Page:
God and the Good Life: An Introduction to Theology - with service learning option (TH 201)
The course explores the history, development, and present-day theological traditions of Jewish and Christian communities. Students will read Scripture and other texts to explore the question of what constitutes “the good life” through a theological lens.
As a Service-Learning (Optional) Course, all the students will learn from and connect to the local Baltimore community either through direct service or through research.
Dr. Rebekah Eklund came to Loyola in 2012 after earning a ThD (Doctor of Theology) in New Testament and Ethics from Duke Divinity School. She wrote her first book, Jesus Wept, on the importance of the prayer of lament in the New Testament, and she is currently writing her second book on how the beatitudes (e.g., “Blessed are the meek, for they shall inherit the earth”) have been interpreted and applied at different stages throughout history.
When she is not reading or writing, she enjoys trying out new recipes on her friends and road-running and trail-running all over Baltimore.
Human, Animal, Machine: Environmental Philosophy (PL 236)
In this course we look beyond our human selves to that larger natural world of which we are a part. Is nature a kindly mother? Wild and dangerous? A resource for our use? Are animals mindless machines, or do they possess modes of intelligence that we have barely begun to appreciate? And how has the pervasive presence of technology changed things? Do our smartphones, TVs, and computers expand and enrich our lives? Or do we live in a technological bubble, cut off from nature and each other? What would it mean to recover a sense of "place" and "community"?
Using articles, books, film, outside wanders, and our own life experience, we will reflect on such issues. The goal will be to think more deeply about "the good life" for humans, animals, and our imperiled planet.
Dr. Drew Leder has a medical degree as well as a Ph.D. in Philosophy. He has taught at Loyola for many years, with a special interest in Asian philosophy and environmental philosophy. He has published six books which range in focus across issues of world spirituality, the philosophy of medicine, and the plight of inmates in maximum-security settings where he has long volunteered. His work has been featured in newspapers and magazines across the country, ranging from the Washington Post to Family Circle. He lives in Baltimore with his wife, two daughters, and his dog, Maggie.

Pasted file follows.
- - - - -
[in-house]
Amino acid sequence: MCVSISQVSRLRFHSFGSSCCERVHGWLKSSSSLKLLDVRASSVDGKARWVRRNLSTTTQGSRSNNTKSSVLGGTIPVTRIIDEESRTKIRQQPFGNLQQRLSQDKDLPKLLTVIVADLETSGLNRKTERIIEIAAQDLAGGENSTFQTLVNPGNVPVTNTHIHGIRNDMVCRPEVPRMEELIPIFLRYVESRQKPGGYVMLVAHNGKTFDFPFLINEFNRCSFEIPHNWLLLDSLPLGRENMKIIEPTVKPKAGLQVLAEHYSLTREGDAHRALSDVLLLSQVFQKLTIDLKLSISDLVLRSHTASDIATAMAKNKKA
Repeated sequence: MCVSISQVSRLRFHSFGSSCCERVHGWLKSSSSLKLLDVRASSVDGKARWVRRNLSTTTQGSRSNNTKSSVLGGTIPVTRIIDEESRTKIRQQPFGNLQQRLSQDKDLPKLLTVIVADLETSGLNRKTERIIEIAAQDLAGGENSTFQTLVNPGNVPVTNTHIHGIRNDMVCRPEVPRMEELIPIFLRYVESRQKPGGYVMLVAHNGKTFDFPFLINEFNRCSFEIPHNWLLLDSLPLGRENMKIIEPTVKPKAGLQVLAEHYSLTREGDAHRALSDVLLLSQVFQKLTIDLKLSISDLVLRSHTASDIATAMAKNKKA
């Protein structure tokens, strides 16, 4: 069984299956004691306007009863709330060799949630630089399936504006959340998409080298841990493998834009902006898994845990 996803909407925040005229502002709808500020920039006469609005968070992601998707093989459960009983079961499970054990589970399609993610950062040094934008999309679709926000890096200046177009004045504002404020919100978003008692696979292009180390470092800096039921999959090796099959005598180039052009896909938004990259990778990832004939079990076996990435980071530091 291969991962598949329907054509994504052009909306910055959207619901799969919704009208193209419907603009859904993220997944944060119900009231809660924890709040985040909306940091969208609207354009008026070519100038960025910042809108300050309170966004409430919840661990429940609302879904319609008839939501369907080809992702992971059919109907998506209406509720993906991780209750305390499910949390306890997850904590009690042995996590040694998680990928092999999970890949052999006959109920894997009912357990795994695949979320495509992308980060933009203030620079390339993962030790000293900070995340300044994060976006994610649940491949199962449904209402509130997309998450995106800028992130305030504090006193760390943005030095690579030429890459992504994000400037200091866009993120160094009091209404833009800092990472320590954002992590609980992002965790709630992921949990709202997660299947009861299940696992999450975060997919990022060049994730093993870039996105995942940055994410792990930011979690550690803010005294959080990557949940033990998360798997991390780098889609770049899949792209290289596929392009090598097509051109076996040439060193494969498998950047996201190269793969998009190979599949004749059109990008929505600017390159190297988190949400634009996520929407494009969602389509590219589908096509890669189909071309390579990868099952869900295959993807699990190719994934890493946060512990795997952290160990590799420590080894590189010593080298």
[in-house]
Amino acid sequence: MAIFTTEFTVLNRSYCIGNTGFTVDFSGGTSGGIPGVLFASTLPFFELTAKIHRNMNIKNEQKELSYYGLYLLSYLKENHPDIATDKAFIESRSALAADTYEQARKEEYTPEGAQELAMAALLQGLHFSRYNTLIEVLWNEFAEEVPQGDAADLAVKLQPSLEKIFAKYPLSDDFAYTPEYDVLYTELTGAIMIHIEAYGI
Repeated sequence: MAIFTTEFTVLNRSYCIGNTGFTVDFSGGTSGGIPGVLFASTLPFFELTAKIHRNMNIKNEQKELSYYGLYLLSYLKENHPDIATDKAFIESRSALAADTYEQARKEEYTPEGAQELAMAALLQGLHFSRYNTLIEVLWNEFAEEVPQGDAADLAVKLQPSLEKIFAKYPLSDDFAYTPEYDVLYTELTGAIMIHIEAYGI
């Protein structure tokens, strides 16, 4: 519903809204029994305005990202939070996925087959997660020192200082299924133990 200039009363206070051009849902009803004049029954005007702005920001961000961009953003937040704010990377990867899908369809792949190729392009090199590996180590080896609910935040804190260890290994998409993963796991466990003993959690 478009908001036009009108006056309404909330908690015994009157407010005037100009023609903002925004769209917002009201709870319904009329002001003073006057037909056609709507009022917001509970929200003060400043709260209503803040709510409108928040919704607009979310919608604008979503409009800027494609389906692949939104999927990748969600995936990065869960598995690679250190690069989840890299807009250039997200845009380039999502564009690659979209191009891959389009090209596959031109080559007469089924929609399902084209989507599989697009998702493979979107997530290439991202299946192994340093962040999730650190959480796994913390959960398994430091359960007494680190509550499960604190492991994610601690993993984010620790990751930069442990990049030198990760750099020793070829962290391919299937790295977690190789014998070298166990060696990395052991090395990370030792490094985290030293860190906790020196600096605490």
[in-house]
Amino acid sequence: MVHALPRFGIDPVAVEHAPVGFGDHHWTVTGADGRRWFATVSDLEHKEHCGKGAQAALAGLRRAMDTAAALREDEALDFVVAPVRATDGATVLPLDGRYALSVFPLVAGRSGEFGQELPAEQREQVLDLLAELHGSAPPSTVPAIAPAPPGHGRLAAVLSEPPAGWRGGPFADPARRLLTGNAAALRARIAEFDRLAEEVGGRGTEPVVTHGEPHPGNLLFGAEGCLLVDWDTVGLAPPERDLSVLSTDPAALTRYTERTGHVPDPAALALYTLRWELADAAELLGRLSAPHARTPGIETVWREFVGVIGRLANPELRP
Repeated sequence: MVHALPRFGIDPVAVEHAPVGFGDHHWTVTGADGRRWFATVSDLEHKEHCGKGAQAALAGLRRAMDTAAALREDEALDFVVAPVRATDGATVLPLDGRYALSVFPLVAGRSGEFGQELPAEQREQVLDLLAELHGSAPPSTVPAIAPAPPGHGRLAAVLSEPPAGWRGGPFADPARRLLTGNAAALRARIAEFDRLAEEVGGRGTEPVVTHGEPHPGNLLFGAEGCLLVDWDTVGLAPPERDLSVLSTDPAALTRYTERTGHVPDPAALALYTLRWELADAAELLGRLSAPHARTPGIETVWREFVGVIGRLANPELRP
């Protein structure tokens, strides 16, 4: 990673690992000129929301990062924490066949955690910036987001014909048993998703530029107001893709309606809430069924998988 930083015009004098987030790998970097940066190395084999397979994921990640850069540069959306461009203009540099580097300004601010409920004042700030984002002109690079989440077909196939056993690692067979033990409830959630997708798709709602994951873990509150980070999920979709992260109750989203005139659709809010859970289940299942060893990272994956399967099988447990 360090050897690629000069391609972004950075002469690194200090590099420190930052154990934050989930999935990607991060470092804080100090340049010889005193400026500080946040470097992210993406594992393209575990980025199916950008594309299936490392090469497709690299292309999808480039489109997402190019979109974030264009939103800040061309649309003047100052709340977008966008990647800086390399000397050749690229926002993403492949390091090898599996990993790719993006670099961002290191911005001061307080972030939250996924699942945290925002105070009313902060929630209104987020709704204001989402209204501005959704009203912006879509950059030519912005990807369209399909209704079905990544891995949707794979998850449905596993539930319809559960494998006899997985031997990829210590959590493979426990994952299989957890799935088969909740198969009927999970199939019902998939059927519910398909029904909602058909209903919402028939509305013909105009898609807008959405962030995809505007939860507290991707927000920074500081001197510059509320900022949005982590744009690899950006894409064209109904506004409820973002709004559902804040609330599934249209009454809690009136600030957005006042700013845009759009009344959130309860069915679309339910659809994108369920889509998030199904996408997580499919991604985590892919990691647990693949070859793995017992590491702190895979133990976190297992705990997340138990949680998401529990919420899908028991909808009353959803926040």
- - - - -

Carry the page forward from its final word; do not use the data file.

Dan Kelly began working at Loyola in the fall of 2016 as the Assistant Director of Student Life for Student Conduct. As a Loyola alum Class of 2012, Dan had the privilege of attending Loyola as an undergraduate and obtaining his degree of Bachelor of Science in Biology. In addition, Dan earned his Master of Education degree in College Student Personnel Administration from James Madison University (JMU). At JMU, Dan also worked as the Graduate Assistant for Sexual Violence Prevention and Education in the University Health Center and as the Graduate Assistant for the Accountability Board in the Office of Student Accountability and Restorative Practices.
Dan’s passion lies in mentoring students. Whether mentoring is through conduct, Messina, or another outlet, Dan loves challenging and supporting students so they may become the best version of themselves. Dan’s professional and research interests include: sexual and intimate partner violence advocacy and prevention, healthy masculinity, restorative practices, atheist student development, and training non-student affairs staff in student development theory. When Dan is not working you’ll find him reading a good sci-fi book, baking some delicious dessert, or enjoying the company of friends.
Both courses in this pairing satisfy core requirements for all students. TH 201 is offered with a service learning option.